Back on the esteemed Appleby’s this week (click here for the all important Appleby’s part one).
Appleby’s is famous for its normal Cheshire, but sneak a look behind that cheese’s broad shoulders and you’ll discover, first with your nose, Appleby’s Smoked Cheshire.
It has a powerful smoky whiff. Be sure to double bag it swiftly, and do not allow it to share a fridge compartment with milk in an open container unless you like smoked milk. The cheese itself is smoked for three to seven days using oak chips and a smokehouse – the olden traditional way – rather than going the newfangled liquid smoke route.
Now, the producers describe the flavour as “delicate”. I have a number of smoked cheeses in my time, and this rates as one of the more powerful. Certainly one of the more delicious as well – you can really tell the difference between a smokehouse-smoked cheese and one that’s been flavoured with the liquid smoke (although the latter does usually go hand in hand with a generally worse overall product; of course, this isn’t always the case as best exemplified by the Nantwich Intl. award-winning Smokey Redwood Cheddar which is flavoured by liquid smoke of cheesemaker David William’s own devising. Smokey Redwood Cheddar, from the adventurous Cheshire Cheese Co, has won a gold medal for five straight years at Nantwich, plus multiple golds at the World Cheese Awards – very much the Michael Phelps of the cheese world. We’ll have to have a taste comparison here at some stage… but for now: stop pulling focus, digression cheese).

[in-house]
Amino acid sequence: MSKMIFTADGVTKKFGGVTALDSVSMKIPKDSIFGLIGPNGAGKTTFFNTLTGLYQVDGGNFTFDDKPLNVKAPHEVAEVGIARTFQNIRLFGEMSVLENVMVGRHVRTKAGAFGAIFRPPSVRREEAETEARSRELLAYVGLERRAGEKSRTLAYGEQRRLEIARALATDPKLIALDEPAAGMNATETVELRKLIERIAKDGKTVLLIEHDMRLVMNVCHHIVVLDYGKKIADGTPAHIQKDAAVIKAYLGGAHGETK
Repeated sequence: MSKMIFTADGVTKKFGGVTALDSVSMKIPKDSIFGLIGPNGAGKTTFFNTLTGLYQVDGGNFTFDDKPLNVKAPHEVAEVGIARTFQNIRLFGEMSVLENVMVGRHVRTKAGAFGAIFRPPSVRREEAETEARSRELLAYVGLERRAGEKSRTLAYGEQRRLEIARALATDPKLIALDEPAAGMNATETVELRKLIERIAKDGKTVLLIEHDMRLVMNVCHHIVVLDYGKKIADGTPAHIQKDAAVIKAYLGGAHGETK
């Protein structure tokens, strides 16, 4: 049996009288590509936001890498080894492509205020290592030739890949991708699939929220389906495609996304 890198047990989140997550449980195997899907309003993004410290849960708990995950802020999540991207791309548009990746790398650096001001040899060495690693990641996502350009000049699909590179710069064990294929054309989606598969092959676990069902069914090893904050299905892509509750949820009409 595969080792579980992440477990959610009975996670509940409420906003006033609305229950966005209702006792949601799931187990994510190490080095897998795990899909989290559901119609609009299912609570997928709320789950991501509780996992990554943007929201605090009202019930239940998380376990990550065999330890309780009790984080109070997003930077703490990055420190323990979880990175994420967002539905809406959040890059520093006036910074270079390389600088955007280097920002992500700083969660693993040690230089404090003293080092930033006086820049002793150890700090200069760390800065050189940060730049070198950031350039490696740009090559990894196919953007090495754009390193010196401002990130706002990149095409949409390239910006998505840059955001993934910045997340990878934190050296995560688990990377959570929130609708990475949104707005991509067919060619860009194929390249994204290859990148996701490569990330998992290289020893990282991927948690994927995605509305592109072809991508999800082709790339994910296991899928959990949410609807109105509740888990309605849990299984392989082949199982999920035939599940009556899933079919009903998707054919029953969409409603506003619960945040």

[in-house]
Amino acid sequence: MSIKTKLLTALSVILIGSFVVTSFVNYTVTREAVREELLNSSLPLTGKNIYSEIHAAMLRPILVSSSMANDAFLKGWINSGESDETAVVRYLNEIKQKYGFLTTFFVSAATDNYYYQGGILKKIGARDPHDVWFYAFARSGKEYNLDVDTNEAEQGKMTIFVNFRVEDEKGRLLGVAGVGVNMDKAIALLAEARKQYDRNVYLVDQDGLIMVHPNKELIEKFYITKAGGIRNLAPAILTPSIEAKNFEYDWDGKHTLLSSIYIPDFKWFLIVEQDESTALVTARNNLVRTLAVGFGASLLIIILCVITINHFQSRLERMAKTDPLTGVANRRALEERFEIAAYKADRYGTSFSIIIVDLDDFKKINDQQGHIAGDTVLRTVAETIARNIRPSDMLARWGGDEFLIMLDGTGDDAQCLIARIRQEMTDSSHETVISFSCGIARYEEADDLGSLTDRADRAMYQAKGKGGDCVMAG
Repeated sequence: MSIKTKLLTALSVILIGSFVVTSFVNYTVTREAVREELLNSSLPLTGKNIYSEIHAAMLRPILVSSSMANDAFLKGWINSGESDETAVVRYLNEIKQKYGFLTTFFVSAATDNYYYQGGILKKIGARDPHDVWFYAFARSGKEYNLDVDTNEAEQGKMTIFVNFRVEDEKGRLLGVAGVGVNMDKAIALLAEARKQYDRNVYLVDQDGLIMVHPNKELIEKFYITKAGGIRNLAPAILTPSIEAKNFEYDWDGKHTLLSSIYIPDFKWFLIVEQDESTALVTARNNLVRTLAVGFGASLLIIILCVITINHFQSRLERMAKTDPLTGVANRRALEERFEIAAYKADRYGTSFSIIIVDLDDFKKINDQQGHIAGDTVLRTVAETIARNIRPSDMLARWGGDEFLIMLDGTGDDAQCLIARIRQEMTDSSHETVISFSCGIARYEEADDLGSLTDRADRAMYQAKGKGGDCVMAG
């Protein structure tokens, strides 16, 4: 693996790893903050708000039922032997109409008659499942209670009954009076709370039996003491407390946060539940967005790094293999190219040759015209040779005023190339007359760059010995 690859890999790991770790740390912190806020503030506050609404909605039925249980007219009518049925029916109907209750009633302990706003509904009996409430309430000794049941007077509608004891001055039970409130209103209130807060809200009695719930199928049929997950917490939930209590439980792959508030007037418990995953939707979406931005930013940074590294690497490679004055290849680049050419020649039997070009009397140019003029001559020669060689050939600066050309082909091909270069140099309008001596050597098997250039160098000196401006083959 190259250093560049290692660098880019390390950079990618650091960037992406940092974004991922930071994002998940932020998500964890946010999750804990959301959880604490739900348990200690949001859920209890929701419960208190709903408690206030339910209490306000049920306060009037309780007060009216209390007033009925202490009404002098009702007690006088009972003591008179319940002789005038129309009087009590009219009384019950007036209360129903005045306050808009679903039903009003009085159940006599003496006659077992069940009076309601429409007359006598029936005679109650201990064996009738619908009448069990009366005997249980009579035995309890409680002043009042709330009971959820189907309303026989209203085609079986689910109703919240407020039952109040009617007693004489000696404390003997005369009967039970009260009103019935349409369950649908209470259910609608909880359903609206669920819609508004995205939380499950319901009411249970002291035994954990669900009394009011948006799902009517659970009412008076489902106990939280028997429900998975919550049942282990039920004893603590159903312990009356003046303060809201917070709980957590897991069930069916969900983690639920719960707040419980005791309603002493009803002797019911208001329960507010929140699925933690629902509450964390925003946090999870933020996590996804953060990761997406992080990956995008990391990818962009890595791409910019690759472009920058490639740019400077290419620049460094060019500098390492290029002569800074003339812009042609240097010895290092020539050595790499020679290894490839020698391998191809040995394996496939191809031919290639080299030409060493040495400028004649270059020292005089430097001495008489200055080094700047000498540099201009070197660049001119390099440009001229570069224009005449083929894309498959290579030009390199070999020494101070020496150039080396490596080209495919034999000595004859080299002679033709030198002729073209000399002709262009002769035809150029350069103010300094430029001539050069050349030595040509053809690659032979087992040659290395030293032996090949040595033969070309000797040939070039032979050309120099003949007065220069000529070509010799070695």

We quickly became addicted to this cheese. Smoked cheese is always very more-ish, but this one, with its extra depth and Cheshirey texture, certainly trumped our engagement with previous smoked cheddars we have enjoyed. Interestingly, when grated onto baked beans, the flavour did become more delicate. A changeling.
Next: Double or nothing